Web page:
The Gift Shop
Once we had devoured our afternoon tea and had a good old natter, we set off towards the souvenir shop. I wasn't convinced by the £7 Buckingham Palace shower cap but again all very well done with a wide range of gifts to choose from. Of course some were very expensive but there were plenty of less expensive items too. I bought a box of marzipan fruits for just under £7 which is what you would expect to pay elsewhere but of course this box has a pretty Buckingham Palace ribbon. My companion managed to fill her shopping basket and got a free hardback book on the Queen's Jubilee wardrobe as she had spent more than £50. Although it wouldn't feature very high on my books I must read list, I'm sure it will look very nice on her coffee table!
To the exit
Before we could spend any more money, we felt it time to get on our way. There is a nice walk through the garden towards the exit and as you leave you can get your ticket stamped (so long as you have bought the ticket directly from the Royal Collection Trust) which converts it into a 1 year pass. I'm not sure that I will choose to go back next year but it's nice to have the opportunity.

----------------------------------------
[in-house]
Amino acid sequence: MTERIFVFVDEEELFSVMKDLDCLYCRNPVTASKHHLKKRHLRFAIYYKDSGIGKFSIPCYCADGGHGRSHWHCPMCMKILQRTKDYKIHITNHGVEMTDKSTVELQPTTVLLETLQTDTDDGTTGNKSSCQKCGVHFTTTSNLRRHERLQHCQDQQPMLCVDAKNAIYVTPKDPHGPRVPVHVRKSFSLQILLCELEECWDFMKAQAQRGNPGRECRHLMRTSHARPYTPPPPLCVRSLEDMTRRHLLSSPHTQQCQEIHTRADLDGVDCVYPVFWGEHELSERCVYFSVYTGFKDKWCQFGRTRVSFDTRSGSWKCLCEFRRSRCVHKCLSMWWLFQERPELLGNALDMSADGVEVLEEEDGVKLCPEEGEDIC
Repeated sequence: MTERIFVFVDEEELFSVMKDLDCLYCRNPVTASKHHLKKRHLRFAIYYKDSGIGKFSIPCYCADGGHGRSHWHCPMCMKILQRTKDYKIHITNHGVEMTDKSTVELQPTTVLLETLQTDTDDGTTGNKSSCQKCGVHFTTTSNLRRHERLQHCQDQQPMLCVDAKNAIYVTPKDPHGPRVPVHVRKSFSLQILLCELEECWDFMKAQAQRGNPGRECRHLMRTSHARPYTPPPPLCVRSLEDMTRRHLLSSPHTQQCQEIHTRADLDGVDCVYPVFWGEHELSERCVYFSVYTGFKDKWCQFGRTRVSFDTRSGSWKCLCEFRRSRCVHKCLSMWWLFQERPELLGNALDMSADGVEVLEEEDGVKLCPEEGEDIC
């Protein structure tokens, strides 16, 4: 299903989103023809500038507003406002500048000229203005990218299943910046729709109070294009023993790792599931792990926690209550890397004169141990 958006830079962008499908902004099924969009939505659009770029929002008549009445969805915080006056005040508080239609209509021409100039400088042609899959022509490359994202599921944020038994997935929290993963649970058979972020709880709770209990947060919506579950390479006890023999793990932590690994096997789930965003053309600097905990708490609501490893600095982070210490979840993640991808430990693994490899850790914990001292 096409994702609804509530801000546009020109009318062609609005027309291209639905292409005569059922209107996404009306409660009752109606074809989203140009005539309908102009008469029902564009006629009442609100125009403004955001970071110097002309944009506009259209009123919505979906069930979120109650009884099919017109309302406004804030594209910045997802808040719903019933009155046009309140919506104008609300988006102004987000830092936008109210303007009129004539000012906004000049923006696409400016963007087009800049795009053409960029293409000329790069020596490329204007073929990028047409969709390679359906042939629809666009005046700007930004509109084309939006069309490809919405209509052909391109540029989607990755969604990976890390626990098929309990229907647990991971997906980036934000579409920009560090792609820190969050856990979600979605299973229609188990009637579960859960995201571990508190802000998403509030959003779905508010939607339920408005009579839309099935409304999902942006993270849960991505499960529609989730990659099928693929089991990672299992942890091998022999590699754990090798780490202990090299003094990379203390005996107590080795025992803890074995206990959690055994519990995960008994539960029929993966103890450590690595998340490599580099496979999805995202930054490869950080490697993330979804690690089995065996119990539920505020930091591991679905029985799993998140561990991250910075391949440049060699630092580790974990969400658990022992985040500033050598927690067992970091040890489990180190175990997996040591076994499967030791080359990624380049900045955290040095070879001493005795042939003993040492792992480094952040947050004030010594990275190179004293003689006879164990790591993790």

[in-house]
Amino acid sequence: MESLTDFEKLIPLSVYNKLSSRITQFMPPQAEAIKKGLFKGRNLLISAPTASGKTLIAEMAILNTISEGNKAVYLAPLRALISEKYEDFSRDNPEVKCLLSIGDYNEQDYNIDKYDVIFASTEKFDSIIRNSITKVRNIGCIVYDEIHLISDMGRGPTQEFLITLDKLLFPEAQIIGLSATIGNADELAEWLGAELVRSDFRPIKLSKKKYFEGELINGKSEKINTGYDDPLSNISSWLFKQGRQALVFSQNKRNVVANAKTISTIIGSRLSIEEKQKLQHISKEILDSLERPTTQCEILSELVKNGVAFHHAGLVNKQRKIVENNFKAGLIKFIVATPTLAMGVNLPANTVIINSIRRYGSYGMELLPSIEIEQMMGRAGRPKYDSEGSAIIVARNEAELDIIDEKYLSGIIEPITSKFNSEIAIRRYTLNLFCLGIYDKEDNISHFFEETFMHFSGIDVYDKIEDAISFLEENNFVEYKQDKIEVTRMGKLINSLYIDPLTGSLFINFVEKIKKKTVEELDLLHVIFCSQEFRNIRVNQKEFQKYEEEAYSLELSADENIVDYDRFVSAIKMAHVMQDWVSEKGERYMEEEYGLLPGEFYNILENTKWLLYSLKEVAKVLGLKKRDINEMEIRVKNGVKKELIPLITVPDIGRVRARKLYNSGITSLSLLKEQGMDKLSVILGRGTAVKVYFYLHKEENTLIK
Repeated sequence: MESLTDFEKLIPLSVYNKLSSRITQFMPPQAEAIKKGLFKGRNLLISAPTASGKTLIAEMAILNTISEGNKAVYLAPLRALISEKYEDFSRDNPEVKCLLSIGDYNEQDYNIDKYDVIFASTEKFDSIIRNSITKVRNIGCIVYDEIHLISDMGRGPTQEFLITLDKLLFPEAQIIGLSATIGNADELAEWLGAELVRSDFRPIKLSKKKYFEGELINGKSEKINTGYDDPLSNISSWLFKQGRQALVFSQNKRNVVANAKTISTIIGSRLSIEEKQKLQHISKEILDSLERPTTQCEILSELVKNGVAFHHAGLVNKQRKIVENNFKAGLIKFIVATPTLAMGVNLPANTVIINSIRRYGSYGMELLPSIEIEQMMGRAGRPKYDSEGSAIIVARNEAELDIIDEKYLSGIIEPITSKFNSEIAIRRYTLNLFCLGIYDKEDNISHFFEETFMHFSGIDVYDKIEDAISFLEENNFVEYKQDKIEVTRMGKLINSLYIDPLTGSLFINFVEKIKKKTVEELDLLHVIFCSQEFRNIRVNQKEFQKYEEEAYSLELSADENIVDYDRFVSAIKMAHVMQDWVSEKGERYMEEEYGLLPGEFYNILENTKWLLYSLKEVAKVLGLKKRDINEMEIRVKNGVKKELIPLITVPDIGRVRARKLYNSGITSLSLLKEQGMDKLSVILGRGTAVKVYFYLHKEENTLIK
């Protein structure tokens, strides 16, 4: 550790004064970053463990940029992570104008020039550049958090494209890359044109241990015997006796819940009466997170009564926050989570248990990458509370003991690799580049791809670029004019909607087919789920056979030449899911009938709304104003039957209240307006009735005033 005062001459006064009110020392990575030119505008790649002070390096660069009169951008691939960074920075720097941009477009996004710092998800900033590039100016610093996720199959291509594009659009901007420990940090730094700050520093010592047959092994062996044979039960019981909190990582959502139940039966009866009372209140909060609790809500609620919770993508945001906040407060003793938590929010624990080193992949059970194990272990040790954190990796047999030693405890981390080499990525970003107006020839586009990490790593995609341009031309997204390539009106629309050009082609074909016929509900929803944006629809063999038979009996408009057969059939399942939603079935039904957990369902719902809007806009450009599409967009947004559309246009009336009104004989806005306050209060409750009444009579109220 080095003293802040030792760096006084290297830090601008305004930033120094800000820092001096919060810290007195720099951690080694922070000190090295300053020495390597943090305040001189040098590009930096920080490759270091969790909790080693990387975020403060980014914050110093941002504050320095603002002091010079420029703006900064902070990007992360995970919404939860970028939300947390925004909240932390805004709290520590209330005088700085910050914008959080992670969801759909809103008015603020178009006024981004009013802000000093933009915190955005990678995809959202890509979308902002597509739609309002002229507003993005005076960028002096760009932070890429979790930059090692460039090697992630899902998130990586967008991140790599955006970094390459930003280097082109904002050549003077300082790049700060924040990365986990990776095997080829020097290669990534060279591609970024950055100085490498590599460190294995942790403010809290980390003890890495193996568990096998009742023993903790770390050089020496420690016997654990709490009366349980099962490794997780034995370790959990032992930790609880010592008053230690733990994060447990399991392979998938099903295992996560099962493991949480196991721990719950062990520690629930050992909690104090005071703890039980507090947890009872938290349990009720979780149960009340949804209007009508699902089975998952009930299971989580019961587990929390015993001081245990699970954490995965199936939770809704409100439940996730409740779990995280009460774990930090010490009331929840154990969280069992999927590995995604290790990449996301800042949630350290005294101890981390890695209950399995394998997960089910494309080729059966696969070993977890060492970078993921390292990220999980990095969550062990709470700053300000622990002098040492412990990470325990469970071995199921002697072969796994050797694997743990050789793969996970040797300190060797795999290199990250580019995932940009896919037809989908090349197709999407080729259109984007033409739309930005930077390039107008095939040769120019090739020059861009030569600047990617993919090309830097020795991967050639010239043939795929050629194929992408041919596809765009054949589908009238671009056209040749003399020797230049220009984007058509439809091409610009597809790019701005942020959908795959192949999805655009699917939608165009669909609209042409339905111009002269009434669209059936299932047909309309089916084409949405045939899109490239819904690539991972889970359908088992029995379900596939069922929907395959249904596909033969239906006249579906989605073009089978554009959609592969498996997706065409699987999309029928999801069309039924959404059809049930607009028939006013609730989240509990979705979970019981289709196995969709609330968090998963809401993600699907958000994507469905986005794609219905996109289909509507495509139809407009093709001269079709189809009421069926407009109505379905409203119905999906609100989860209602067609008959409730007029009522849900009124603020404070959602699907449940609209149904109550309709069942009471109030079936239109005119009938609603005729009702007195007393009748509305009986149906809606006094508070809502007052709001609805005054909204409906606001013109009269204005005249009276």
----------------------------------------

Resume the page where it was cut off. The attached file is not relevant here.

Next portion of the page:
For those of you who may fancy going this year, you'd best get your skates on. The summer opening of the State Room and the Coronation exhibition ends on 29 September. Personally, I think it is worth a visit. We thoroughly enjoyed our afternoon at the Palace and the only reason I am giving it a 4 instead of a 5 is the overcrowding.
Summary: Well worth a visit